>  US   The US government is working on expanding its ban against brains and spinal tissue in cattle feed to include food for dogs, cats, pigs and poultry.  The agency wants to prevent animal diseases from being passed onto consumers and other animals. It will probably write new regulations, one of which could require companies that slaughter ``downer'' livestock to dispose of the brain and spinal cord before mixing animal feed and pet food. The government already bans animal feeds made with spinal and brain tissue from being fed to sheep, goats and cattle. But the tissue can still be mixed into pet food and feed for pigs or poultry. The FDA is working with slaughterhouses and animal feed companies to come up with a plan by 2007 to prevent high-risk materials like spinal tissue from ending up in feed.  (AP)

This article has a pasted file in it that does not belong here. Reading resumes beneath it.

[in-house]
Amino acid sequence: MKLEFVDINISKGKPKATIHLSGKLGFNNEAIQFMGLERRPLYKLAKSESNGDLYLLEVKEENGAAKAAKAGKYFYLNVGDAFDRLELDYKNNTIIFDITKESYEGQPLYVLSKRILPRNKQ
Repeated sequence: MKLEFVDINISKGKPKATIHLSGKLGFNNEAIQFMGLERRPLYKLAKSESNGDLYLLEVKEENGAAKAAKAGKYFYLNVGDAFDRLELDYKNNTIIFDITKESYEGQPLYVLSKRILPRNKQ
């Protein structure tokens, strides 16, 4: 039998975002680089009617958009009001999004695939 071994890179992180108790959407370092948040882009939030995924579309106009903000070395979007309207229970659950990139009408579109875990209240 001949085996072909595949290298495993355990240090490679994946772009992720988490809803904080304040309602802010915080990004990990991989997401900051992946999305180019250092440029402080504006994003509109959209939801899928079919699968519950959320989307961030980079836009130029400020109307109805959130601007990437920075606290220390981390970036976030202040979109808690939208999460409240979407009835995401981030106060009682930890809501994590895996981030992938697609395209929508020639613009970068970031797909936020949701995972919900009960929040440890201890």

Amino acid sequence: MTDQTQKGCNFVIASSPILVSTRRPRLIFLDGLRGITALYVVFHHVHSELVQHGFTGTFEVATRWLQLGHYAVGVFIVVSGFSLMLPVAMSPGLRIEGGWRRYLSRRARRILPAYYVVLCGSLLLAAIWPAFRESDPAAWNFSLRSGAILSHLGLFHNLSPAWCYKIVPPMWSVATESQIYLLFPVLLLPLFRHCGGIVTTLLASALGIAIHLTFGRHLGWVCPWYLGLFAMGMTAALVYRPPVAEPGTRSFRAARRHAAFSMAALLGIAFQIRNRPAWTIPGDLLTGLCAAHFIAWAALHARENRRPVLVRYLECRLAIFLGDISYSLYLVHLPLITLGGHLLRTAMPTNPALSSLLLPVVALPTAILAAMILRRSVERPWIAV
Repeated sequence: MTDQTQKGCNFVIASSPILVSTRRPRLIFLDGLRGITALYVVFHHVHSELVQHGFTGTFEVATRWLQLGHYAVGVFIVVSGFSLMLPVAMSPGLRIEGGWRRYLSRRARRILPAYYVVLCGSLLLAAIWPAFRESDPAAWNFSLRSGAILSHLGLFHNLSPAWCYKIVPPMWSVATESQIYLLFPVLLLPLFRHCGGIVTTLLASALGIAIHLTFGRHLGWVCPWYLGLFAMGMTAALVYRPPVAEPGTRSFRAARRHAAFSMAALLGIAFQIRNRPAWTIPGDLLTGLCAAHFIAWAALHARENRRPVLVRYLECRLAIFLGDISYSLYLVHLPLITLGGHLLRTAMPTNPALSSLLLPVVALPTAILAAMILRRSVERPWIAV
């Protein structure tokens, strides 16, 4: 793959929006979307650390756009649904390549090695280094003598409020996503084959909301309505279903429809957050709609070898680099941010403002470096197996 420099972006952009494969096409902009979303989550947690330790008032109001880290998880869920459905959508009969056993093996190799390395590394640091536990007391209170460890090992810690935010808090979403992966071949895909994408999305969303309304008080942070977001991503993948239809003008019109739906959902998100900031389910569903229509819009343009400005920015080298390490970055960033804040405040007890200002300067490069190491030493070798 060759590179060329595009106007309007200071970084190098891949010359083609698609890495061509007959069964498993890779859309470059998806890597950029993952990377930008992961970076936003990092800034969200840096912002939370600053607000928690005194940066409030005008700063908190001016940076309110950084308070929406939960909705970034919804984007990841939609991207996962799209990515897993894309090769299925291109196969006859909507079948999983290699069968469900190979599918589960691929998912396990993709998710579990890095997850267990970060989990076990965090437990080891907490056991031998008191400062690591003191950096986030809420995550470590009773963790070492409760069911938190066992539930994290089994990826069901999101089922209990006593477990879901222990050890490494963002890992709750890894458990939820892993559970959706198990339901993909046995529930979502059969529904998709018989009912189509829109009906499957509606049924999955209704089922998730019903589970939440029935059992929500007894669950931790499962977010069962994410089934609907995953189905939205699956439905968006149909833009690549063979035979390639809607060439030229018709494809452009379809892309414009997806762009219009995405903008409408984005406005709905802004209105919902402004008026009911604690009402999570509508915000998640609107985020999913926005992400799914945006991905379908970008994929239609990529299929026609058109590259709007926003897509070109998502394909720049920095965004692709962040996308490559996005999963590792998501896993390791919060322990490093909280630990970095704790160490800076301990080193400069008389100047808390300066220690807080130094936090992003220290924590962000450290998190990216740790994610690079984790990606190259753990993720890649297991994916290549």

>  US   Evaluating dairy cows by how easily they give birth, and how quickly they become pregnant again, is the newest information resource that USDA’s Agricultural Research Service scientists are providing to livestock breeders to help them improve their operations. The first national genetic evaluations for cow fertility, called "daughter pregnancy rate," provides dairy cattle breeders with a tool for achieving desired levels of reproductive performance in today's milking herds. (AnimalNet – ARS)